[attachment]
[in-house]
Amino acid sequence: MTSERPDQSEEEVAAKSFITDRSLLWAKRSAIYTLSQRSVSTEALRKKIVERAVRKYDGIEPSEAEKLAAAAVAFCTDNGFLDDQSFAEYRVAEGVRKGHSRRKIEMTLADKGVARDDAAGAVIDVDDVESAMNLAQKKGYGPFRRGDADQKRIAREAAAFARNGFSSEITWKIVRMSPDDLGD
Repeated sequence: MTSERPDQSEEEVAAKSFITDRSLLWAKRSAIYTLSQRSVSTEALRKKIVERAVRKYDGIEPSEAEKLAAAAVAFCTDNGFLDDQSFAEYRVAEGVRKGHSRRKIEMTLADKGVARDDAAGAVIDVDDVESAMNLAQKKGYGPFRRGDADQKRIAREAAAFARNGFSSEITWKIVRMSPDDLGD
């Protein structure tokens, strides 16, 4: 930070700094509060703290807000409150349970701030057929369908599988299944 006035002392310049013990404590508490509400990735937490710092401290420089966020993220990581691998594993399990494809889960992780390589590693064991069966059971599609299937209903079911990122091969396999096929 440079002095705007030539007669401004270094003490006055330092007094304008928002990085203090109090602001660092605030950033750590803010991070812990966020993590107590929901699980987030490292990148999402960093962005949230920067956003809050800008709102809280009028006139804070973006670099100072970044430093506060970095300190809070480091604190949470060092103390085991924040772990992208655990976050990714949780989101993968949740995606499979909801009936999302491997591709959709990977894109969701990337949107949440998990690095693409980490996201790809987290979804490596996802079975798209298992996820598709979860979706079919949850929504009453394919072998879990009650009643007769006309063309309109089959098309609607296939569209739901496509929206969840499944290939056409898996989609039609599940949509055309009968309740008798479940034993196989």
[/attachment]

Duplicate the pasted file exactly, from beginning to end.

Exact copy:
[in-house]
Amino acid sequence: MTSERPDQSEEEVAAKSFITDRSLLWAKRSAIYTLSQRSVSTEALRKKIVERAVRKYDGIEPSEAEKLAAAAVAFCTDNGFLDDQSFAEYRVAEGVRKGHSRRKIEMTLADKGVARDDAAGAVIDVDDVESAMNLAQKKGYGPFRRGDADQKRIAREAAAFARNGFSSEITWKIVRMSPDDLGD
Repeated sequence: MTSERPDQSEEEVAAKSFITDRSLLWAKRSAIYTLSQRSVSTEALRKKIVERAVRKYDGIEPSEAEKLAAAAVAFCTDNGFLDDQSFAEYRVAEGVRKGHSRRKIEMTLADKGVARDDAAGAVIDVDDVESAMNLAQKKGYGPFRRGDADQKRIAREAAAFARNGFSSEITWKIVRMSPDDLGD
């Protein structure tokens, strides 16, 4: 930070700094509060703290807000409150349970701030057929369908599988299944 006035002392310049013990404590508490509400990735937490710092401290420089966020993220990581691998594993399990494809889960992780390589590693064991069966059971599609299937209903079911990122091969396999096929 440079002095705007030539007669401004270094003490006055330092007094304008928002990085203090109090602001660092605030950033750590803010991070812990966020993590107590929901699980987030490292990148999402960093962005949230920067956003809050800008709102809280009028006139804070973006670099100072970044430093506060970095300190809070480091604190949470060092103390085991924040772990992208655990976050990714949780989101993968949740995606499979909801009936999302491997591709959709990977894109969701990337949107949440998990690095693409980490996201790809987290979804490596996802079975798209298992996820598709979860979706079919949850929504009453394919072998879990009650009643007769006309063309309109089959098309609607296939569209739901496509929206969840499944290939056409898996989609039609599940949509055309009968309740008798479940034993196989």